Mental Toughness and Resiliency in Today’s Student Athlete

Mental Toughness and Resiliency in Today’s Student Athlete

Mental Toughness and Resiliency in Today’s Student Athlete
By Kristin Sheehan, Program Director for the Play Like a Champion Today Educational Series
Play Like a Champion Today partners with Catholic schools and sport leagues to elevate the culture of sports by promoting character-development and faith-formation through mission-driven athletics. It was an honor to present at the CNAA January Retreat on the topic of mental toughness. If you missed the retreat, here is a glimpse into the session.
Mental toughness is the ability to stay motivated and rebound when things do not go as planned.
Hanton and colleagues, (2002) conducted focus groups with male and female elite athletes all of whom achieved international honors and represented their countries in major events such as the Olympics and Commonwealth Games. They concluded that mental toughness provided the athlete a psychological advantage over opponents. This advantage, either innate or developed over years of experience, enabled the mentally-tough athlete to have superior self-regulatory skills. Specifically, mentally tough performers consistently remained more determined, focused, confident, and in control under the pressures and demands that top level sport placed upon them. Sound like qualities you would like to see in your athletes?
The good news is that mental toughness and resilience can be taught and built up in an individual over time. Here are three steps to help coaches effectively teach mental toughness and increase an athlete’s resilience.

  1. First, coaches must ensure that they have established a trusting and supportive environment where student-athletes are not afraid to try and fail. This includes communicating the expectation that team members will support one another in their journey to develop mental toughness.
  2. Second, coaches must use the language of the growth mindset and teach their athletes to use it too. For example, if an athlete says, “I can never hit a curve,” the coach can respond with, “Maybe you can’t hit it consistently now, but you’ve improved other areas of your game before and you can do it again with hard work. Let’s set a goal and make a plan to develop that skill.”
  3. Third, coaches should create game-like situations in practices to be able to teach, provide practice opportunities and assess athletes’ progress in an authentic way. Whether it’s teaching a physical skill, technique or mental toughness, teaching in the context of game-like conditions increases the likelihood of application in real game situations.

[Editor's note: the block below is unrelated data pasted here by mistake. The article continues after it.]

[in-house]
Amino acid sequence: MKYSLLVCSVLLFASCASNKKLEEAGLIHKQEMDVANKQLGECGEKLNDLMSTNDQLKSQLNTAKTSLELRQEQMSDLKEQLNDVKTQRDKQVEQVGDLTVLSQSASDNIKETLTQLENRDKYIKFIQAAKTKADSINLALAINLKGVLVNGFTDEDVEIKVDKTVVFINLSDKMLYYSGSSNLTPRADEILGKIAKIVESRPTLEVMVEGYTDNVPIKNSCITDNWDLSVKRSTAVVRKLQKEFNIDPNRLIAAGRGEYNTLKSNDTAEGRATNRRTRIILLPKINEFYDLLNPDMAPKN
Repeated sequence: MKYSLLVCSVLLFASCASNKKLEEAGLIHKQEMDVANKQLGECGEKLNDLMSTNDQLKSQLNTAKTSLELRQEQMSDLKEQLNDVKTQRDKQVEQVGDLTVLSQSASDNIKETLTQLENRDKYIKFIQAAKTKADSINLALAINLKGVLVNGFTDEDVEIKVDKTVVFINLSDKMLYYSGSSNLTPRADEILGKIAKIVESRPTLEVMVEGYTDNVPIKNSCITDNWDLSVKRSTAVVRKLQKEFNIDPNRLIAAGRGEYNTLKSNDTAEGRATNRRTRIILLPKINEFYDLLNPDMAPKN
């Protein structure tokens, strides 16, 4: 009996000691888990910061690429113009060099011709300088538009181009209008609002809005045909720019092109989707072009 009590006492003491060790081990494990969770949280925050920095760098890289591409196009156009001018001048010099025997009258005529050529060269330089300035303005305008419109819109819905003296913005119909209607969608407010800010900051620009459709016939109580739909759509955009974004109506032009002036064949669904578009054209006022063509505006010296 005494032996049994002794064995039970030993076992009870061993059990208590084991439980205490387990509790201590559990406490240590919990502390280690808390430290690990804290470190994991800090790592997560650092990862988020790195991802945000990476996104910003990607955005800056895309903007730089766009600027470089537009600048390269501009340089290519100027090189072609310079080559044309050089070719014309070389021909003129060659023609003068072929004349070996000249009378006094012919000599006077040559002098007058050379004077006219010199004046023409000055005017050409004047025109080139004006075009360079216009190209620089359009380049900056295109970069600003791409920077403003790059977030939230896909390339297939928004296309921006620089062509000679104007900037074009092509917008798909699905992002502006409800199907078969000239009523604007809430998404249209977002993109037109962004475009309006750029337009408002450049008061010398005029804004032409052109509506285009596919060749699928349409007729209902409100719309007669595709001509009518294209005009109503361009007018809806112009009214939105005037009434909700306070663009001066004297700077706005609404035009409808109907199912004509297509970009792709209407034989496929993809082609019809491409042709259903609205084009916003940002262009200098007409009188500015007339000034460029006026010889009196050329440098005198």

One of the key qualities of mentally tough athletes is they play with Passion and Purpose. These are athletes who literally love being engaged in all aspects of their training, including the most challenging elements. When athletes have passion and purpose, they quickly move through tough times and stay hungry for the next day.  They understand and accept that they will take their lumps along their way to greatness.  Stress and failure are actually accounted for in the passionate athlete’s mind, and therefore quickly (and successfully) dealt with efficiently.
Guided-discovery is a coaching technique that can help develop the passion and purpose of athletes. This involves activities and discussions with athletes to help them discover answers and solutions on their own.  When coaches use guided-discovery to teach athletes about game strategy or emotional regulation, they guide them to come to the solutions themselves. When athletes are given ownership over a strategy, solution or reaction, they are more likely to carry it out on their own.  Likewise, when coaches use guided discovery to help athletes discover what motivates them to play their sport(s), athletes begin to see (and appreciate) that intrinsic motivation will take them much farther along the path to success. To guide the discovery of passion, coaches should ask questions like:

  1. Why do you play?
  2. What keeps you going?
  3. What goals or expectations do you have for yourself? (Are they realistic? Measurable?)
  4. Who motivates you to achieve your goals in life and your athletic career: you, your parents, coaches, friends, teammates? How do they do so?
  5. Other than people, from where else do you draw motivation? (Trophies? Championships?)
  6. What feels better – achieving a goal someone else set for you or achieving a goal you set for yourself?

This is just a small glimpse into the Play Like a Champion approach to increase the mental toughness and resiliency of your student-athletes. To learn more… come to the annual Play Like a Champion Sports Leadership Conference on June 21-22, 2019 held at the University of Notre Dame. This session will be presented along with two full days of educational sessions, inspiring speakers and an opportunity to network with coaches and administrators from all across the country. Contact:

“Challenge yourselves in the quest for good in both Church and society, without fear, with courage and enthusiasm… We learn much about life by winning and striving to win, but we also learn much by losing according to the rules…”
– Pope Francis, (To Members of the Sports Associations for the 70th Anniversary of the Foundation of the CSI (Italian Sports Center)” June 7, 2014